BTW, do you know the volume of your pond, actual water volume? If not measured when the pond was filled, you can use a salt pen or TDS meter to get a salinity reading now, and then when the salt is added for nitrites, using the calculator at the top of the page, you will be able to calculate the volume very closely. It is a very good idea to know actual volume as any treatments needed in the future need that volume to keep from overdosing the pond. Most people have been told or guessed a volume for their pond that is sometimes over twice the actual volume and then with the rock in the pond, if the volume was calculated on the basis of the size of the hole, the rock is filling part of that volume, which can make the error even larger.

      Welcome to Koiphen and enjoy the ride.

      "Our goal is to assist with emergency and Koi health issues, as well as educate on best practices. Please help us gain a clear picture by giving the original poster time to answer our questions before offering opinions and suggested treatments."

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      Keep your words sweet. You never know when you may have to eat them.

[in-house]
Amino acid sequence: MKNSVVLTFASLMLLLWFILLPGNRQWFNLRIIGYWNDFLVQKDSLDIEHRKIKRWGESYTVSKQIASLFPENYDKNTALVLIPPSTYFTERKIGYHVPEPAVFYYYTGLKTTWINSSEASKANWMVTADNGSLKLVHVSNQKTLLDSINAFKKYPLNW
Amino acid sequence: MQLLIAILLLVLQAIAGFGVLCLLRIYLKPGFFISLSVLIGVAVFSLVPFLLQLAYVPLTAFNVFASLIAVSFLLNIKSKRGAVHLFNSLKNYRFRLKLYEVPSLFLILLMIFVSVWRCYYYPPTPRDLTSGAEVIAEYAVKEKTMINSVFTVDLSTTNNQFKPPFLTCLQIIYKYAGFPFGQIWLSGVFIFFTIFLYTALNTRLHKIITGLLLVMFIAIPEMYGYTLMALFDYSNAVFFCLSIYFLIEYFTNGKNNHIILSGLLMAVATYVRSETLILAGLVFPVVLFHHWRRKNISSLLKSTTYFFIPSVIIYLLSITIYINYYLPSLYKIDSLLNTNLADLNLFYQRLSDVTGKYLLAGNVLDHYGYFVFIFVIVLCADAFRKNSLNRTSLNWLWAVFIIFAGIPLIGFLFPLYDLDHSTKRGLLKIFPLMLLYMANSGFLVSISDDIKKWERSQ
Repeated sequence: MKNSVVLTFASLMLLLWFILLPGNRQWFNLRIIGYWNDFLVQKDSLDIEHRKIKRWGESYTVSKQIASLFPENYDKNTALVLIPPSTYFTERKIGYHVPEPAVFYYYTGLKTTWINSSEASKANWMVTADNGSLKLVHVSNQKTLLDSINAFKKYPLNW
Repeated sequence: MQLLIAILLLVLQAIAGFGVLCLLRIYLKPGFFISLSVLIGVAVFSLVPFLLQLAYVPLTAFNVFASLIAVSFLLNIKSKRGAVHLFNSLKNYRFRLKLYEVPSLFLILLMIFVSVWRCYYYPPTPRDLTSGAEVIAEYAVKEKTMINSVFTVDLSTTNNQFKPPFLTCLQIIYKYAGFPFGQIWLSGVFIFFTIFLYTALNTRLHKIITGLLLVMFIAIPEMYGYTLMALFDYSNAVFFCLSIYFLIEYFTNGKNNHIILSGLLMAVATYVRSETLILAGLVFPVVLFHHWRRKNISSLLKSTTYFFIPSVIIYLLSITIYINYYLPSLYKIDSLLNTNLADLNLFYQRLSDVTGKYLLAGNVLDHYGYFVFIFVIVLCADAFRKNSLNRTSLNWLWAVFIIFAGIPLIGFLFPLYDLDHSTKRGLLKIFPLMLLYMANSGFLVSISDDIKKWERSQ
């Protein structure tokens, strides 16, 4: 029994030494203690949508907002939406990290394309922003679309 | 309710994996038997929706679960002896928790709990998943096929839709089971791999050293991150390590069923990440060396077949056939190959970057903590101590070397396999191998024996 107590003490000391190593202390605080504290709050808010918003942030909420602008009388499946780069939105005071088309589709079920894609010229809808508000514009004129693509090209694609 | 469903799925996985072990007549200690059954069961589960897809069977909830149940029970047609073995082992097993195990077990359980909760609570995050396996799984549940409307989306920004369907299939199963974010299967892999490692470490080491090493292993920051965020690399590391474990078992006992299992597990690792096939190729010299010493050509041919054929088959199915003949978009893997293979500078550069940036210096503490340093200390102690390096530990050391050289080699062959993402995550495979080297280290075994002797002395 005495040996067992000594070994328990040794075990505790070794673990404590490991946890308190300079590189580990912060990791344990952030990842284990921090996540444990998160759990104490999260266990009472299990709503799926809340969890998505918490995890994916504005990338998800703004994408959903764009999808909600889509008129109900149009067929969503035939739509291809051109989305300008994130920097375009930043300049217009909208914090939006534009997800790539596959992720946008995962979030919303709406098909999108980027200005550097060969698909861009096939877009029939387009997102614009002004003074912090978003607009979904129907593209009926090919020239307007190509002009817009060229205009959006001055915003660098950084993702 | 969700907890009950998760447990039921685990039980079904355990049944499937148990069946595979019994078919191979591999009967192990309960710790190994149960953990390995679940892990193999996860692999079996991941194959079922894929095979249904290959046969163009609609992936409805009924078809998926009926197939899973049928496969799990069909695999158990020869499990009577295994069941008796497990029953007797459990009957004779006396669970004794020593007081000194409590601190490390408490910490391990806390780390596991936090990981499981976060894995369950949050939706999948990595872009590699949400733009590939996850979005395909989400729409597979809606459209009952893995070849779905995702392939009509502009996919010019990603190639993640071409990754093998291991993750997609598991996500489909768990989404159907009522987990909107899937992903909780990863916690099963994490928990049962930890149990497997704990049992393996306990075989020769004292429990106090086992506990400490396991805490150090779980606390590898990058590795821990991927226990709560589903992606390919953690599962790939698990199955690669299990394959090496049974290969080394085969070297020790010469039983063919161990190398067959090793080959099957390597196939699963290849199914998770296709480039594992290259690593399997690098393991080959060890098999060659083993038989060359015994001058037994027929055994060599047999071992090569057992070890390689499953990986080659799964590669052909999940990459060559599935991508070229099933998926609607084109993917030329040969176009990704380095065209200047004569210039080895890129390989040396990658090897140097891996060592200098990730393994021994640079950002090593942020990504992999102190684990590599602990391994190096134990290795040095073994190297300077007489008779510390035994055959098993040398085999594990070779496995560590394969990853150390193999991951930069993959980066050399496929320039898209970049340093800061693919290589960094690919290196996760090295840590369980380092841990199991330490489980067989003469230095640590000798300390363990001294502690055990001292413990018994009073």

Richard

    4. #4
      foothill999 is offline Senior Member
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      They are not removable (cemented in we stand on them) and I would hate for her to get hurt. Is there anything I can do to keep her safe, maybe something that I can install on the edges of the slate. I don't have a backup pond except a 150 gallon tub with filtration that my small koi are in for the next 2 weeks. I have been reading up on spawning and I had no idea how agressive and rough it can be. Hard to imagine since they are all so friendly and calm. I am very new at this and would be devastated if she was hurt by one of the other fish which I am going to guess at least 1 of the 5 others is a male.

    5. #5
      foothill999 is offline Senior Member
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      Quote Originally Posted by RichToyBox View Post